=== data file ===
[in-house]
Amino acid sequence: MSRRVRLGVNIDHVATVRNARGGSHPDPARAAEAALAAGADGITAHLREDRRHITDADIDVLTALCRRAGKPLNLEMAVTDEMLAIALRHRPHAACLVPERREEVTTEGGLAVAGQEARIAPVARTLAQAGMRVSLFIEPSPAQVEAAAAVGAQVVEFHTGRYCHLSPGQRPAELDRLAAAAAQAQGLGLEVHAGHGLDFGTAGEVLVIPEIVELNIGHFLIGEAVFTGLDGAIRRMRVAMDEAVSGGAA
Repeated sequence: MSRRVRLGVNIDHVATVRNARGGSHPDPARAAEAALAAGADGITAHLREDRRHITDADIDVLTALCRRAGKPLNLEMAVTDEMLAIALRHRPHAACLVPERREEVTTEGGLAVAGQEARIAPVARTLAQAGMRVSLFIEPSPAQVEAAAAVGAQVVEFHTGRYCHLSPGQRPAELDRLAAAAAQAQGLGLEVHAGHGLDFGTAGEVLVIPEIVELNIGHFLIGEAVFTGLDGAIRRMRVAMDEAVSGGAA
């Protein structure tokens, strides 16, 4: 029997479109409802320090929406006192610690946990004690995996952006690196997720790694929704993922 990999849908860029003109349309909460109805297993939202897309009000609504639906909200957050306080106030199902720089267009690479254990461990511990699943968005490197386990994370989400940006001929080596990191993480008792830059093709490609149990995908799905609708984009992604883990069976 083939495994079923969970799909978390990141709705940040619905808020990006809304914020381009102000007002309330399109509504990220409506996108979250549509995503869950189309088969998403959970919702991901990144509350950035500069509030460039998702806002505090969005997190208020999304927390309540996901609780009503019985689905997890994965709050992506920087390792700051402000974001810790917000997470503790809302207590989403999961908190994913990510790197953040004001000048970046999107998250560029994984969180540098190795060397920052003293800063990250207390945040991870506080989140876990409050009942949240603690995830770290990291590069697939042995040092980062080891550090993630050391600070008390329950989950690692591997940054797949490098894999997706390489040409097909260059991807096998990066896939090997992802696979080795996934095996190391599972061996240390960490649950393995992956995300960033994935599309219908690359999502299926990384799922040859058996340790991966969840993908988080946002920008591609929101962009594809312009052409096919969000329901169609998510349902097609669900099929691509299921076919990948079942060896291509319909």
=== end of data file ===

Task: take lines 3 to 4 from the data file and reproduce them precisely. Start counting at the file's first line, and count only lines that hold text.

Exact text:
Repeated sequence: MSRRVRLGVNIDHVATVRNARGGSHPDPARAAEAALAAGADGITAHLREDRRHITDADIDVLTALCRRAGKPLNLEMAVTDEMLAIALRHRPHAACLVPERREEVTTEGGLAVAGQEARIAPVARTLAQAGMRVSLFIEPSPAQVEAAAAVGAQVVEFHTGRYCHLSPGQRPAELDRLAAAAAQAQGLGLEVHAGHGLDFGTAGEVLVIPEIVELNIGHFLIGEAVFTGLDGAIRRMRVAMDEAVSGGAA
């Protein structure tokens, strides 16, 4: 029997479109409802320090929406006192610690946990004690995996952006690196997720790694929704993922 990999849908860029003109349309909460109805297993939202897309009000609504639906909200957050306080106030199902720089267009690479254990461990511990699943968005490197386990994370989400940006001929080596990191993480008792830059093709490609149990995908799905609708984009992604883990069976 083939495994079923969970799909978390990141709705940040619905808020990006809304914020381009102000007002309330399109509504990220409506996108979250549509995503869950189309088969998403959970919702991901990144509350950035500069509030460039998702806002505090969005997190208020999304927390309540996901609780009503019985689905997890994965709050992506920087390792700051402000974001810790917000997470503790809302207590989403999961908190994913990510790197953040004001000048970046999107998250560029994984969180540098190795060397920052003293800063990250207390945040991870506080989140876990409050009942949240603690995830770290990291590069697939042995040092980062080891550090993630050391600070008390329950989950690692591997940054797949490098894999997706390489040409097909260059991807096998990066896939090997992802696979080795996934095996190391599972061996240390960490649950393995992956995300960033994935599309219908690359999502299926990384799922040859058996340790991966969840993908988080946002920008591609929101962009594809312009052409096919969000329901169609998510349902097609669900099929691509299921076919990948079942060896291509319909």